There are lots of forms of hooks (or just quick links, depending on the hitch's chain loop design) which can directly connect to the chain loop. I would rather use one of them attached to the correct chain link so that hook on the end of the chain is simply snapped onto the chain loop - right length every time, with every part of the system properly loaded. This is how my utility trailer is set up.

Rental trailers (U-Haul, specifically) routinely use Myron's method of looping through the hitch's chain loop and hooking back on themselves, but they need to be long with a way to take up the slack, due to the wide range of hitch arrangements. They typically use a grab hook for this purpose; grab hooks slip over a single link and stay in that position on the chain, but unfortunately they almost never have a safety latch so a quick link is more secure.
Brian B-P is offline   Reply With Quote
Old 01-19-2014, 05:22 PM   #135
Site Team
 
cpaharley2008's Avatar
 
Join Date: Jun 2010
Location: Central, Pennsylvania
Trailer: Escape#5 2022 E19
Posts: 26,011
To handle the issue re: where the chains are attached to the trailer via a bar and the ends can move, install a piece of rubber hose split down the middle between the chains, that will keep them apart and give you your triangle opening. an old trick
__________________
Jim
Sometime life gets in the way of living.......
cpaharley2008 is offline   Reply With Quote
Old 01-19-2014, 06:58 PM   #136
Senior Member
 
MyronL's Avatar
 
Join Date: May 2013
Location: ..., New Mexico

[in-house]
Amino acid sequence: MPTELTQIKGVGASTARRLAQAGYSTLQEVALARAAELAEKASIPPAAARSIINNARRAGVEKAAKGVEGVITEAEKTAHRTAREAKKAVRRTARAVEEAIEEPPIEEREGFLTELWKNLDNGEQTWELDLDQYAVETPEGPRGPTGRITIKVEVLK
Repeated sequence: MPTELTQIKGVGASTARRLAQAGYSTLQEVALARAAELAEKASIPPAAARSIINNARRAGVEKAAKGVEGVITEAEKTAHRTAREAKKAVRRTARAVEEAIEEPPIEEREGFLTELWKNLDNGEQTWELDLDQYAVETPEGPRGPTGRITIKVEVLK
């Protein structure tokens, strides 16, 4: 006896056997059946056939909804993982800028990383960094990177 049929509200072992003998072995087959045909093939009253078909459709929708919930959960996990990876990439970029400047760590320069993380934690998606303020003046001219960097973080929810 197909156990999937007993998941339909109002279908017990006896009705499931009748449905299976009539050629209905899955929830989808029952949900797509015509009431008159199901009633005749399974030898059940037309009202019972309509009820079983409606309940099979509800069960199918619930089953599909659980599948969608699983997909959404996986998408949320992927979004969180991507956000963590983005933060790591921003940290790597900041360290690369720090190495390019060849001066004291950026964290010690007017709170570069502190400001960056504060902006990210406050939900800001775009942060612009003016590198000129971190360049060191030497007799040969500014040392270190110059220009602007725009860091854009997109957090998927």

Trailer: 2013 Esc19/'14 Silvrado
Posts: 4,042
"Why? So you can adjust working length for different tow vehicles, perhaps? To avoid cutting off excess chain length?"

Yep. Why cut chains down and then not be able to adjust working slack length to the tow vehicle(s). True that does mean every time I chain-up I gotta remember what linkage works best. I'm fine with that.
__________________
Myron
"A billion here, a billion there...add it all up and before you know it you're talking real money." Everett Dirkson
MyronL is offline   Reply With Quote
Old 01-19-2014, 07:33 PM   #137
Senior Member
 
gbaglo's Avatar
 
Join Date: Oct 2008
Location: North Vancouver, British Columbia
Trailer: 2009 Escape 17B 2020 Toyota Highlander XLE
Posts: 17,130
I keep forgetting to mark the links on my WDH. Is it hooked on third link? Or three links hanging?
__________________
What happens to the hole when the cheese is gone?
- Bertolt Brecht
gbaglo is offline   Reply With Quote
Old 01-19-2014, 08:59 PM   #138
Senior Member
 
Sandra L's Avatar
 
Join Date: Oct 2008
Location: Antelope, California
Trailer: 2009 17B "Suite Escape" pulled by a 2020 Toyota Sienna
Posts: 1,555
Glenn, I solved that dilemma by using nail polish! I bought bright pink stuff at the dollar store and painted the proper link. I have touched it up a bit over the years, but there is no question and no memory effort!
__________________
Peace and Sunshine
Sandra L is offline   Reply With Quote
Old 01-19-2014, 09:09 PM   #139
Senior Member
 
Join Date: Nov 2012
Location: Portland, Oregon
Trailer: 2013 15B
Posts: 124
Glenn: I use a red cable tie to mark the link. Works great and won't wear off.
__________________
Jim and Robin
15B
Jeep Liberty
JimJ is offline   Reply With Quote
Old 01-19-2014, 09:26 PM   #140
Senior Member
 
gbaglo's Avatar
 
Join Date: Oct 2008
Location: North Vancouver, British Columbia
Trailer: 2009 Escape 17B 2020 Toyota Highlander XLE
Posts: 17,130
Excellent. Thank you.
__________________

__________________
What happens to the hole when the cheese is gone?
- Bertolt Brecht
gbaglo is offline   Reply With Quote
Reply

Thread Tools
Display Modes

Posting Rules
You may not post new threads
You may not post replies
You may not post attachments
You may not edit your posts

BB code is On
Smilies are On
[IMG] code is On
HTML code is Off
Trackbacks are Off
Pingbacks are Off
Refbacks are Off




» Featured Campgrounds

Reviews provided by

Disclaimer:

This website is not affiliated with or endorsed by Escape Trailer Industries or any of its affiliates. This is an independent, unofficial site.


All times are GMT -5. The time now is 07:35 PM.


Powered by vBulletin® Version 3.8.8 Beta 4
Copyright ©2000 - 2022, vBulletin Solutions, Inc.
Copyright 2012 Social Knowledge, LLC All Rights Reserved.
×